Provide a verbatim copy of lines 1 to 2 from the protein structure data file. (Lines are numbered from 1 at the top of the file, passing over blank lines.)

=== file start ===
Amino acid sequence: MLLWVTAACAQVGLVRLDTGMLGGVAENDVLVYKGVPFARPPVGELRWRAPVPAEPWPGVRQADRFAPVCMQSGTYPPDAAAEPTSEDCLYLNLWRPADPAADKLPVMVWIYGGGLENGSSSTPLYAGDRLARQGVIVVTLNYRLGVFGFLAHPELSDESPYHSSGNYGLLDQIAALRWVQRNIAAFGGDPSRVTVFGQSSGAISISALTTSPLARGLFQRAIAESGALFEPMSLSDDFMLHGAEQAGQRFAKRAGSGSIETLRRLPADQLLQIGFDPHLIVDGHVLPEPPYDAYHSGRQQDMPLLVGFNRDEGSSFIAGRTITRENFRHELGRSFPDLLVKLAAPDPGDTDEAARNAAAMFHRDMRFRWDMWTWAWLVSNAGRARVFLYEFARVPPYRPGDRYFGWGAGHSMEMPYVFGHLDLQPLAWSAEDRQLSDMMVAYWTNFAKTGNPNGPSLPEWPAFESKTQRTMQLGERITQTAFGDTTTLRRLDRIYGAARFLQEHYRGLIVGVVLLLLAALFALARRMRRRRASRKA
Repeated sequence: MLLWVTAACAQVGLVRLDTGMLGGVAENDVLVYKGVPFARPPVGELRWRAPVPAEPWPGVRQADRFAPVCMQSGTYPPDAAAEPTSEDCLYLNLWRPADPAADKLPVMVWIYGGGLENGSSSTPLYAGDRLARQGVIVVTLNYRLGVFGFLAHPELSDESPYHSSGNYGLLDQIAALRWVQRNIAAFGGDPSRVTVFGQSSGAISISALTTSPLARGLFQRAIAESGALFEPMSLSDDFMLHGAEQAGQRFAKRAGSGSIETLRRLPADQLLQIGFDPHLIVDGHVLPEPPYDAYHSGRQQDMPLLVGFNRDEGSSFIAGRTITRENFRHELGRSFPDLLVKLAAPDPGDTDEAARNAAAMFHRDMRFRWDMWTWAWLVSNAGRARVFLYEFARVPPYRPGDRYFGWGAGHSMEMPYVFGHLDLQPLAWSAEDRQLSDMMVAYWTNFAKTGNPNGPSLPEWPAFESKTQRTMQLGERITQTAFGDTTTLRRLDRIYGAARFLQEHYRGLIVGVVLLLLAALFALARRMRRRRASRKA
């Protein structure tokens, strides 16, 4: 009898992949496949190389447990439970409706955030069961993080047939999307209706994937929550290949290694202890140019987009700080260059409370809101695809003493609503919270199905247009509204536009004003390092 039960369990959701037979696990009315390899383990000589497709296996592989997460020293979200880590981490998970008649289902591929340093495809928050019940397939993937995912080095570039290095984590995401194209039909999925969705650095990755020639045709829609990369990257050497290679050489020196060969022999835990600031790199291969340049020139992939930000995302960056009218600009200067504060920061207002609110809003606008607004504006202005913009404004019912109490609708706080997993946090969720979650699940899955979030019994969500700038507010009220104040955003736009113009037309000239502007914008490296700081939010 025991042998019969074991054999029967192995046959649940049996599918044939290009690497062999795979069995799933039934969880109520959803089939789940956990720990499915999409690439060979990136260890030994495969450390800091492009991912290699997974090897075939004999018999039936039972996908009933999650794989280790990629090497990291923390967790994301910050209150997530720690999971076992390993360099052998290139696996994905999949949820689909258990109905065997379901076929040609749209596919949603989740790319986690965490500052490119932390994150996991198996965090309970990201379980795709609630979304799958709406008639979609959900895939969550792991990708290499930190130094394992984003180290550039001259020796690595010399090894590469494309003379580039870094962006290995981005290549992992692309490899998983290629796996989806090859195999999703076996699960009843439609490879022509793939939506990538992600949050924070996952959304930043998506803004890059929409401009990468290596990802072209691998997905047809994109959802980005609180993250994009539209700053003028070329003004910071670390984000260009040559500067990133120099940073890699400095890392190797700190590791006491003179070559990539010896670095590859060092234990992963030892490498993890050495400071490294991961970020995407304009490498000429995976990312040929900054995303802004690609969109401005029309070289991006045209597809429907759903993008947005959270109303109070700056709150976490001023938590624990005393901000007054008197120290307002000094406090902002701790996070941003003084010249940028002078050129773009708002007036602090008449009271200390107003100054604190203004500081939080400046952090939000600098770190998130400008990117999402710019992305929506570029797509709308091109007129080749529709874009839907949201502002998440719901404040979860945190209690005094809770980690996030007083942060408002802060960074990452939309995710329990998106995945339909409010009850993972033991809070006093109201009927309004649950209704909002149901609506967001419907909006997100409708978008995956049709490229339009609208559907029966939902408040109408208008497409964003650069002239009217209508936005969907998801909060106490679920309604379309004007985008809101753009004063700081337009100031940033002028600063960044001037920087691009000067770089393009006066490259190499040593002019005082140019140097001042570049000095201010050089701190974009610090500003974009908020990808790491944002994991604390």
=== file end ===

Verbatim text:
Amino acid sequence: MLLWVTAACAQVGLVRLDTGMLGGVAENDVLVYKGVPFARPPVGELRWRAPVPAEPWPGVRQADRFAPVCMQSGTYPPDAAAEPTSEDCLYLNLWRPADPAADKLPVMVWIYGGGLENGSSSTPLYAGDRLARQGVIVVTLNYRLGVFGFLAHPELSDESPYHSSGNYGLLDQIAALRWVQRNIAAFGGDPSRVTVFGQSSGAISISALTTSPLARGLFQRAIAESGALFEPMSLSDDFMLHGAEQAGQRFAKRAGSGSIETLRRLPADQLLQIGFDPHLIVDGHVLPEPPYDAYHSGRQQDMPLLVGFNRDEGSSFIAGRTITRENFRHELGRSFPDLLVKLAAPDPGDTDEAARNAAAMFHRDMRFRWDMWTWAWLVSNAGRARVFLYEFARVPPYRPGDRYFGWGAGHSMEMPYVFGHLDLQPLAWSAEDRQLSDMMVAYWTNFAKTGNPNGPSLPEWPAFESKTQRTMQLGERITQTAFGDTTTLRRLDRIYGAARFLQEHYRGLIVGVVLLLLAALFALARRMRRRRASRKA
Repeated sequence: MLLWVTAACAQVGLVRLDTGMLGGVAENDVLVYKGVPFARPPVGELRWRAPVPAEPWPGVRQADRFAPVCMQSGTYPPDAAAEPTSEDCLYLNLWRPADPAADKLPVMVWIYGGGLENGSSSTPLYAGDRLARQGVIVVTLNYRLGVFGFLAHPELSDESPYHSSGNYGLLDQIAALRWVQRNIAAFGGDPSRVTVFGQSSGAISISALTTSPLARGLFQRAIAESGALFEPMSLSDDFMLHGAEQAGQRFAKRAGSGSIETLRRLPADQLLQIGFDPHLIVDGHVLPEPPYDAYHSGRQQDMPLLVGFNRDEGSSFIAGRTITRENFRHELGRSFPDLLVKLAAPDPGDTDEAARNAAAMFHRDMRFRWDMWTWAWLVSNAGRARVFLYEFARVPPYRPGDRYFGWGAGHSMEMPYVFGHLDLQPLAWSAEDRQLSDMMVAYWTNFAKTGNPNGPSLPEWPAFESKTQRTMQLGERITQTAFGDTTTLRRLDRIYGAARFLQEHYRGLIVGVVLLLLAALFALARRMRRRRASRKA